Kittens on all meat diets soon get thin bones.
Young Rolly’s arm broke last week when he jumped off the couch. It was not very far down from the couch, especially for an energetic 4 month old kitten.
When we looked at his X-rays we were horrified to find that his bones had less calcium in them than his muscles.
Rolly prefers plain meat so his owner had been feeding him just that - chicken breast, beef mince and the occasional chunk of liver.
No meat has enough calcium in it for growing bones. The ratio of calcium to phosphate is completely upside down causing the body to mobilise calcium from bones for essential organ function.
Specialty kitten diets have extra calcium and protein in them. The calcium and phosphorous are in the correct ratio to support bone growth and organ function.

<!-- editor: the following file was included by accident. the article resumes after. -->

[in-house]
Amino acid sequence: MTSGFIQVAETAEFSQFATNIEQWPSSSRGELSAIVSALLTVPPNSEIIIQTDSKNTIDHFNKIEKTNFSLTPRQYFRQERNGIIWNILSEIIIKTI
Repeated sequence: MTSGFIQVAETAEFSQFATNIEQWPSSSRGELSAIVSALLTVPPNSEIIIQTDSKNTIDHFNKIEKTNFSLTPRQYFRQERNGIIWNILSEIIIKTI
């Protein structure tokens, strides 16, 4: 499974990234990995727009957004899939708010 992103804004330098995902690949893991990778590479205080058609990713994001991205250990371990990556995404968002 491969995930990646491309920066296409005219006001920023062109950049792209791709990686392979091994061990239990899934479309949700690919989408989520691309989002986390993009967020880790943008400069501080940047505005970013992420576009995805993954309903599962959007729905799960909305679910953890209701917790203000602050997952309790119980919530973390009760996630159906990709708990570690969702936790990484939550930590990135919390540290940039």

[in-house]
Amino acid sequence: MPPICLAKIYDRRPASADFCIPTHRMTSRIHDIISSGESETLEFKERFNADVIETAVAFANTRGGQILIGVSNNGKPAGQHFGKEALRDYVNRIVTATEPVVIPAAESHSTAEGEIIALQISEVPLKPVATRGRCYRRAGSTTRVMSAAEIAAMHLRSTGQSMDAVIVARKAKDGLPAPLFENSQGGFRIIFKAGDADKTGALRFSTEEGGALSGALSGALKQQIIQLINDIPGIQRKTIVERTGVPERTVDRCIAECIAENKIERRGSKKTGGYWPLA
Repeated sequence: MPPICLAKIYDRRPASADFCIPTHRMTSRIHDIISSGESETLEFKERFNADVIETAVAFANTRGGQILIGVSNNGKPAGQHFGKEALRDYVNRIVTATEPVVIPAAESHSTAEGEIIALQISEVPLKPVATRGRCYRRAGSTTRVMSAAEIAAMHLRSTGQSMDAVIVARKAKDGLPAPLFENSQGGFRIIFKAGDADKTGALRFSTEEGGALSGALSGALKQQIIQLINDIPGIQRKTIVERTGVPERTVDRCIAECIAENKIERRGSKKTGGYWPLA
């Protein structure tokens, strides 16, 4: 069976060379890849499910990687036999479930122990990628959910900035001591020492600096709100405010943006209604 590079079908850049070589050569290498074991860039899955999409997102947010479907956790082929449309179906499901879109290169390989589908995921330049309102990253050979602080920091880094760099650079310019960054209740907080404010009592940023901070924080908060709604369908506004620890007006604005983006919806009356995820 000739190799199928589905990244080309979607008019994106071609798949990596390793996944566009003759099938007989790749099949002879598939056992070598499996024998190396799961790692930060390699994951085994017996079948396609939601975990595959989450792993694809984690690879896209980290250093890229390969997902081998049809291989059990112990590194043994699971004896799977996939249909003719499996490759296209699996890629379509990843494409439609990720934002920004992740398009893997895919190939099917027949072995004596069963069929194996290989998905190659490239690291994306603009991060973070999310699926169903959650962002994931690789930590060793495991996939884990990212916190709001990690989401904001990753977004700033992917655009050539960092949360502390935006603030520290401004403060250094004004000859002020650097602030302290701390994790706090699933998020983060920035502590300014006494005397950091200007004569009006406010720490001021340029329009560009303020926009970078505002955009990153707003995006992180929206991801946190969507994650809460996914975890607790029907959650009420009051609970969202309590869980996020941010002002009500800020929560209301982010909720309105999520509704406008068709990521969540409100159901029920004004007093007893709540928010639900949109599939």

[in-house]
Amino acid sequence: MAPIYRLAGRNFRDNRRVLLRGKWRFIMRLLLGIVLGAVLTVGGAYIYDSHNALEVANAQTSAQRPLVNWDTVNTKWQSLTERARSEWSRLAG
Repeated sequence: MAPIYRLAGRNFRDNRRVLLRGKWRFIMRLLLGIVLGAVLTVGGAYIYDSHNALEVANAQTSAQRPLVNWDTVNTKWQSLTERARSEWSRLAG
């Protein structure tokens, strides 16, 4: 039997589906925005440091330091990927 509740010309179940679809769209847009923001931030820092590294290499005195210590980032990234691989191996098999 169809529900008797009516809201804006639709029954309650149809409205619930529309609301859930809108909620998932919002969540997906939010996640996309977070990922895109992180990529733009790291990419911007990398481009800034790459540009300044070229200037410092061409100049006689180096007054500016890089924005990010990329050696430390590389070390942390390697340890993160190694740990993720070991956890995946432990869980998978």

While I recommend that all kittens should taste a variety of meats so that they are not fussy later on, kitten foods of all kinds should be the mainstay of a kitten’s diet.
Once they are adults cats can have more meat. Meat strips and chunks keep adult cats’ teeth clean and healthy.
Rolly is on a good quality kitten food and a calcium supplement to strengthen his bones. He also sports a smart fluoro green cast on his left arm.